A government commission investigating a deadly accident at a Jewish pilgrimage site in April held its first day of hearings Sunday, almost four months after the crush at Mount Meron left 45 people dead.
The April 29 incident at the Jewish festival in northern Israel was the deadliest civilian disaster in the country’s history. Around 100,000 worshipers, mostly ultra-Orthodox Jews, attended festivities despite longstanding warnings about the safety of the site.
Hundreds of people bottlenecked in a narrow passageway, where a slippery slope caused people to stumble and fall.
The resulting human avalanche killed 45 people and injured at least 150.
In June, the government approved the formation of an independent state commission of inquiry to investigate safety shortcomings at the site.
A panel headed by former Supreme Court justice Miriam Naor began proceedings with testimony from Northern District police chief Shimon Lavi, the officer who was in charge of managing the event.
Lavi said the Mount Meron festivities are the Israel Police’s most significant annual event, requiring extensive resources, planning and preparation. He said that out of safety concerns “there has been no limitation on attendance at Meron — that’s how it has been done for the last 30 years.”
Any attempt to limit entry and put up barricades could result in “bottlenecks and much greater disasters,” he said.
The site in northern Israel is believed to be the burial place of celebrated second-century sage Rabbi Shimon Bar Yochai. The tomb complex and adjoining structures are managed by the Religious Services Ministry’s department for holy places.
Experts had long warned that the Mount Meron complex was inadequately equipped to handle the enormous crowds that flock there during the springtime holiday, and that existing infrastructure was a safety risk.
April’s gathering went forward this year despite fears of mass coronavirus infections at the site, as powerful ultra-Orthodox politicians reportedly pressured then-prime minister Benjamin Netanyahu and other government officials to forgo attendance restrictions.
Lavi said there had been “neglect for many years” and “a lack of understanding that the event grew over time and that the infrastructure was not adequate, but rather a kind of Band-Aid.”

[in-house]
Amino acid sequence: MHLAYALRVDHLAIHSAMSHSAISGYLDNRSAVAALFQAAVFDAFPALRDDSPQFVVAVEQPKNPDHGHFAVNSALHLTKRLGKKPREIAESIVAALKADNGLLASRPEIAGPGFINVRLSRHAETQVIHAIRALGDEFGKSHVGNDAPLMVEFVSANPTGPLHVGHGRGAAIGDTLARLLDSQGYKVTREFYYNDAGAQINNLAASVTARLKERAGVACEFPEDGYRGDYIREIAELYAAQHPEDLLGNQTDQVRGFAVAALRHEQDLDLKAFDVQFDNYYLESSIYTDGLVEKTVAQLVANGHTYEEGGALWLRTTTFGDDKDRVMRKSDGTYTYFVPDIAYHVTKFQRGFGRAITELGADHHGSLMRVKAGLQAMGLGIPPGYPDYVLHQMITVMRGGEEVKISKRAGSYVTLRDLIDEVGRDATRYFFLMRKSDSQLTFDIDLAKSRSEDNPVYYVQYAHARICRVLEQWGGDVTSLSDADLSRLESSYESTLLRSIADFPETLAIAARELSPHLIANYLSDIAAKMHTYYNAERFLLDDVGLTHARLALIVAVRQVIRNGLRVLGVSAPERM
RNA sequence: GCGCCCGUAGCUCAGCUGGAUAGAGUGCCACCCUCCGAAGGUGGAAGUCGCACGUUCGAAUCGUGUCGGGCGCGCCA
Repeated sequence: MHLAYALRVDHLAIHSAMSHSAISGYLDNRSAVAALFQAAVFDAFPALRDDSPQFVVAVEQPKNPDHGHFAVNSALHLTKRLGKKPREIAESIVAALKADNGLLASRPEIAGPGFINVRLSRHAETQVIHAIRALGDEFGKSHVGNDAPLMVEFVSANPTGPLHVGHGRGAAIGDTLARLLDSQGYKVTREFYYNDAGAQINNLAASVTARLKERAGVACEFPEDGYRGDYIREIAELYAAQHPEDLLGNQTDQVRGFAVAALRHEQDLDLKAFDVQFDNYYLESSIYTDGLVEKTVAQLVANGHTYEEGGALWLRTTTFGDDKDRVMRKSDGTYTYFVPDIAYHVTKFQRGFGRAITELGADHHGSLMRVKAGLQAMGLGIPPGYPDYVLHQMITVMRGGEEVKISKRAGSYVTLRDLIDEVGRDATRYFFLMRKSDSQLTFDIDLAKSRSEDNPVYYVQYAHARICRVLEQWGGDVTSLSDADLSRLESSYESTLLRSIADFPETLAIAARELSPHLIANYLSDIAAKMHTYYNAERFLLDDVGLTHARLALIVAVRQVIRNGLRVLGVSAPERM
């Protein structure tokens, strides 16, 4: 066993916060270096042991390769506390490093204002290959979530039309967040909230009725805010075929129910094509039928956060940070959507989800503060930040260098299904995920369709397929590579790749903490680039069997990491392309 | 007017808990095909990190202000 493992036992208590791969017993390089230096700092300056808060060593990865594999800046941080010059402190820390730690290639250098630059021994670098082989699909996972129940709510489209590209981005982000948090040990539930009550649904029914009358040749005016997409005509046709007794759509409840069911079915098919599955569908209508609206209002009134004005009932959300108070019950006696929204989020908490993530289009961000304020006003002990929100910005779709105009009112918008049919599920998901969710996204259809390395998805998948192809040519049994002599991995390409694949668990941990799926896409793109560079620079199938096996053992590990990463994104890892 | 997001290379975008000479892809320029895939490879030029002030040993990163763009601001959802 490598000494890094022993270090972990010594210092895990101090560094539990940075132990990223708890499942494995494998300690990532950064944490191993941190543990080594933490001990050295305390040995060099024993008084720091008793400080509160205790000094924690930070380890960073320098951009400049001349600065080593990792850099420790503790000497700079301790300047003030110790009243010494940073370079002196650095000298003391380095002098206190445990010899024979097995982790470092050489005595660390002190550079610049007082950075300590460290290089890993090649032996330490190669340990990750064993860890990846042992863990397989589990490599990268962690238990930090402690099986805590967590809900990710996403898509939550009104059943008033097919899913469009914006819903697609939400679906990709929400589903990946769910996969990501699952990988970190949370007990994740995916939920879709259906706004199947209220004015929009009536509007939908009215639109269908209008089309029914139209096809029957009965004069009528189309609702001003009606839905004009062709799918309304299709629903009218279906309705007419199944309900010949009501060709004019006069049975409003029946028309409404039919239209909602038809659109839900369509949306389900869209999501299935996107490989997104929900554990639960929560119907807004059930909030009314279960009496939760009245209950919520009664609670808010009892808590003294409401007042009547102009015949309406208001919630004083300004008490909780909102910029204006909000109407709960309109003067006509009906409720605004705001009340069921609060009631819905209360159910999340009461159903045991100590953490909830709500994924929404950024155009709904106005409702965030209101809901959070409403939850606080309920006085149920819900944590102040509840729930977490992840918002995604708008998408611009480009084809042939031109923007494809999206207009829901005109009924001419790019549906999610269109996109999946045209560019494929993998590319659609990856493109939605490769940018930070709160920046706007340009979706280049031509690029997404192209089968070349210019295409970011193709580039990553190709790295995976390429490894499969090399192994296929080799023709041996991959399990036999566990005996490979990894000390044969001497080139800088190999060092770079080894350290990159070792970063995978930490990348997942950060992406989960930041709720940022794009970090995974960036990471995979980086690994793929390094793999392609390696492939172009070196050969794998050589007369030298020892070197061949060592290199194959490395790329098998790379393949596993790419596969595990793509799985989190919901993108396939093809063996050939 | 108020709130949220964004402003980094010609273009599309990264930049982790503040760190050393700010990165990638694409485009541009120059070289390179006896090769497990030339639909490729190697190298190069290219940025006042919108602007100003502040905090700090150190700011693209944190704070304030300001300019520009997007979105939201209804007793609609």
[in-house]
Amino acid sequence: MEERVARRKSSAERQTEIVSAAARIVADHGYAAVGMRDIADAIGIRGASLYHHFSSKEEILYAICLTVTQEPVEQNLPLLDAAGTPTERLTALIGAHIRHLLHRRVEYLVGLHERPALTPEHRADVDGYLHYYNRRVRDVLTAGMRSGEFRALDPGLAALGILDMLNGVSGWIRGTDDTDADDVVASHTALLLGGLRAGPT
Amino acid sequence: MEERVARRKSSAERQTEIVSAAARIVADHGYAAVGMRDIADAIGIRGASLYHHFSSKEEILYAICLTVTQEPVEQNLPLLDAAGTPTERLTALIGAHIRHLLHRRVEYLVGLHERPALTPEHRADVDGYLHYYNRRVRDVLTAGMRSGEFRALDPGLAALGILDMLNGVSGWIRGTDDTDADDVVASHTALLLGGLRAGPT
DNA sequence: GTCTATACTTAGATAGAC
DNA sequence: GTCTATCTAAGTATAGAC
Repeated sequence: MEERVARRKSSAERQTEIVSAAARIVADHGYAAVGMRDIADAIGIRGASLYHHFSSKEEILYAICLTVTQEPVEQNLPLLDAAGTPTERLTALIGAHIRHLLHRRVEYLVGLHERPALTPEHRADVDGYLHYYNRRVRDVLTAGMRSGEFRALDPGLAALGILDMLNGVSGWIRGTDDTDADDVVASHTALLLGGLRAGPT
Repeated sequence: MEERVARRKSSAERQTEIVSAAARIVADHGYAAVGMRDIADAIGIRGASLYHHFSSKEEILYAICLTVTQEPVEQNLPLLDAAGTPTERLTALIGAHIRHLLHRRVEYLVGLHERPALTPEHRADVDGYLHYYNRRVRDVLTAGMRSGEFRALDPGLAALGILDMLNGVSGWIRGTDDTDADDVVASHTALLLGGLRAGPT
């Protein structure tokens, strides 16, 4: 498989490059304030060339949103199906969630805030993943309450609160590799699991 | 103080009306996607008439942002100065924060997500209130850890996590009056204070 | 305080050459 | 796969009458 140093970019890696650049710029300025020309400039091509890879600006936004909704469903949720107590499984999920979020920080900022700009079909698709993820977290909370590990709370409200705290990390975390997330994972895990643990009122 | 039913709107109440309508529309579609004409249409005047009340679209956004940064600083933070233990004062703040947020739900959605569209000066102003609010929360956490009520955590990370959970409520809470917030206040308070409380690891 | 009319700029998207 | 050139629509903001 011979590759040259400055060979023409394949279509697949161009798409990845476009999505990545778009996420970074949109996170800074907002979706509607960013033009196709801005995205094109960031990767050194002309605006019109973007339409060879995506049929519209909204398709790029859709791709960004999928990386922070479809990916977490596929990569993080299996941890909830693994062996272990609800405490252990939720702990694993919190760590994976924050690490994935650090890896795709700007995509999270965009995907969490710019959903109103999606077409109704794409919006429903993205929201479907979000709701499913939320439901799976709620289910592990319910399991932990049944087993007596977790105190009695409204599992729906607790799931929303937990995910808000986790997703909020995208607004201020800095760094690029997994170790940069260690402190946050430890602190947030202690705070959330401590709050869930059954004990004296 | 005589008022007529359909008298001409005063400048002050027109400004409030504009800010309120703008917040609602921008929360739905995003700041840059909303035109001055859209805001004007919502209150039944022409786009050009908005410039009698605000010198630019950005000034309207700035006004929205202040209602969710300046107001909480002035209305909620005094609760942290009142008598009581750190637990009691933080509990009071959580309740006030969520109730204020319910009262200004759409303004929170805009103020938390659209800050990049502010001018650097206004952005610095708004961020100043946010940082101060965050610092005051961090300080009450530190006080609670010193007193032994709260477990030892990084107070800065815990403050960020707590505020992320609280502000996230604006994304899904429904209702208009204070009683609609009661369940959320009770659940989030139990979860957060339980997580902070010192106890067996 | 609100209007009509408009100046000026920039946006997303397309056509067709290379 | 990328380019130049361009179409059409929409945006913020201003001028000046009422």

The commission has called on five other officials to appear in addition to Lavi: Rabbi Shmuel Rabinovitch, the rabbi of the Western Wall and the Holy Sites of Israel; former Israel Police deputy commissioner Alon Asur; Yosef Schwinger, head of the National Center for the Development of Holy Places; Yisrael Deri, the head of the northern branch of the National Center for the Development of Holy Places; and Eli Friend, manager of the gravesite of Rabbi Shimon Bar Yochai.
Former chief justice Naor is joined on the panel by former Bnei Brak mayor Rabbi Mordechai Karelitz and former Israel Defense Forces planning chief Maj. Gen. (res.) Shlomo Yanai. The panel has been granted a budget of NIS 6 million ($1.83 million) to investigate how the disaster unfolded and probe the decision-making processes that authorized the event.
After the state inquiry began its work, the attorney general suspended the criminal investigation into the disaster in order to give priority to the governmental commission. Shortly afterward, State Comptroller Matanyahu Englman also suspended his investigation of the tragedy for the same reason.
The establishment of the committee has been met by anger from some in the ultra-Orthodox community, who fear they will be blamed for pressuring for the event to go ahead as planned despite warnings of overcrowding.
Others, including many of the families of those deceased, have welcomed the investigation.